While generalizations about ‘rabbinic theology’ and ‘the rabbinic mind’ can be useful as gross characterizations and for heuristic purposes, they can also be misleading precisely because they are unrefined. It is far too common to speak of the ‘sea of Talmud (and, by extension, Midrash) and, since the same exegetical and aggadic traditions appear in many documents, to glean illustrations and prooftexts from a variety of documents across the board without regard to their chronology or peculiar literary characteristics and integrity. The anthological character of this literature as a whole may easily cause us to overlook evidences of redactional-editorial activity in shaping, recasting, or restyling materials to fit their literary context in a particular document. But once we recognize such activity and take into account the distinct literary characteristics of individual documents, we simply cannot treat this complex literature as a single fabric.

Richard S. Sarason, “Toward a New Agendum for the Study of Rabbinic Midrashic Literature,” in Studies in Aggadah, Targum and Jewish Liturgy in Memory of Joseph Heinemann, ed. Jakob J. Petuchowski & Ezra Fleischer (Jerusalem: The Magnes Press, The Hebrew University; Cincinnati: Hebrew Union College Press, 1981), 58.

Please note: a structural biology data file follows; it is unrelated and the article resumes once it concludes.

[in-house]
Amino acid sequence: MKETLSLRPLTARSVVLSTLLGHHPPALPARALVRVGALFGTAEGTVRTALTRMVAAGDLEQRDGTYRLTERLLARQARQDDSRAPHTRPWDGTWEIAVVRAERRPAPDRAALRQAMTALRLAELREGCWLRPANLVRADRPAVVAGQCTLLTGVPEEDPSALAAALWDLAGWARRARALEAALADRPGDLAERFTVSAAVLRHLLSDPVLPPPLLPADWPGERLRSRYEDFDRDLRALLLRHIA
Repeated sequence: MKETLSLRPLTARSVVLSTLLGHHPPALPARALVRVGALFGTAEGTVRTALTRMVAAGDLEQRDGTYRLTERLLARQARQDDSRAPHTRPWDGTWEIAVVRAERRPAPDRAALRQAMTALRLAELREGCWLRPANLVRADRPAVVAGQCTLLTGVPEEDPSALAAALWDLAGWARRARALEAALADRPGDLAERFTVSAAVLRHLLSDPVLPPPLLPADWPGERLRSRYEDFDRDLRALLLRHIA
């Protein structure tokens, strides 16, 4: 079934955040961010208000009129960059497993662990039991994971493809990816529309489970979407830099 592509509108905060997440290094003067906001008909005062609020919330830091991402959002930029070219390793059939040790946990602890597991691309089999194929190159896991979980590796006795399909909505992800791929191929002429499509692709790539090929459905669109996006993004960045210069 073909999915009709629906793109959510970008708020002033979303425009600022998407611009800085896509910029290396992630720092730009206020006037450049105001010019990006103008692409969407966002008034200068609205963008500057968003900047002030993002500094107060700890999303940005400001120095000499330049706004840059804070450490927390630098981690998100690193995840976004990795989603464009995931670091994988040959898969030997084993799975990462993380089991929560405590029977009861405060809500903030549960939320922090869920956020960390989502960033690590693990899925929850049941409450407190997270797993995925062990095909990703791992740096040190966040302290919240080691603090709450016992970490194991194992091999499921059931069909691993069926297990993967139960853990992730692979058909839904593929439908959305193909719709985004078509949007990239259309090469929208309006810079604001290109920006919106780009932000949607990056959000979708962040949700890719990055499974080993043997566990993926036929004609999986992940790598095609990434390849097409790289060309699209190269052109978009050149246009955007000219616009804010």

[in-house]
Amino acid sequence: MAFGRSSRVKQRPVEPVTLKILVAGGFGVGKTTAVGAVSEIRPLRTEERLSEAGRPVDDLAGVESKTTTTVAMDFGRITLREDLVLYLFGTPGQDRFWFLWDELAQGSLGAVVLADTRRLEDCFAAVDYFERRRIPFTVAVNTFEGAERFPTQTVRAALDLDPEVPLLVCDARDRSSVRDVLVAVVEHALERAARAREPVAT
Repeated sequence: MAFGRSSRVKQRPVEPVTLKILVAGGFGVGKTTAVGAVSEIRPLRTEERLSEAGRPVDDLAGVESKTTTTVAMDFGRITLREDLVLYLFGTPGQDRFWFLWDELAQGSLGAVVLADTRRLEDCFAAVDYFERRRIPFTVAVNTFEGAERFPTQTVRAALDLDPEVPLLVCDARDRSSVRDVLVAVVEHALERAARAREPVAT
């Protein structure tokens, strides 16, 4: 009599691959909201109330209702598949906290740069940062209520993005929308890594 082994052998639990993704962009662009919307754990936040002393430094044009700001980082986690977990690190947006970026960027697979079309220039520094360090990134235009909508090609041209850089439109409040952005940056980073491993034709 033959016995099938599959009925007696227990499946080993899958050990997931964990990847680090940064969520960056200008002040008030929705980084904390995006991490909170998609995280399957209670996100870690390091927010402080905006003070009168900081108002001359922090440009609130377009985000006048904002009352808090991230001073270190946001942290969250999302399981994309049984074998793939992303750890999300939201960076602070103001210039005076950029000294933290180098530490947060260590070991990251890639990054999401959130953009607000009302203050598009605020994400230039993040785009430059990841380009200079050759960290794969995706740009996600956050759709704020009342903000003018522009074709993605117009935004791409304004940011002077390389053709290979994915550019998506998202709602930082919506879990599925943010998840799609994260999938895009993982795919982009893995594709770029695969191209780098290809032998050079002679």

In the case of Boaz and Ruth the evil yetzer seemed to appear within a sexual context. This list in Sifre Deut., however, shows that the picture is more complicated. The evil yetzer draws one to all possible sins: it draws Boaz to intercourse just as it draws David to murder, and Abraham and Elisha to theft. Other Tannaitic sources clearly confirm this conclusion: the yetzer appears in various contexts in Tannaitic literature, none of which (except this homily about Boaz) is sexual in nature. It appears as creating doubleness in one’s heart, thus preventing the singleness-of-heart needed for religious worship (mBer. 9:5; Sifra Shemini 8); It is presented as the source of anger (t. B.Q. 9:31) or even as anger itself (mAvot 4:1); It prevents men from studying Torah (Sifre Num. 119) and from observing the commandments (Sifre Deut. 43).

Ishay Rosen-Zvi, “Sexualising the Evil Inclination: Rabbinic ‘Yetzer’ and Modern Scholarship,” Journal of Jewish Studies 60, No. 2 (Autumn 2009), 267

In America, we agonize over what counts as really Jewish, instead of asking where and how people can use Jewishness to make their own lives better and help others to make their lives better. Like any community afflicted by puritanism, we confuse markers of others being exactly like us, and limit our understanding of authenticity to that with which we are comfortable.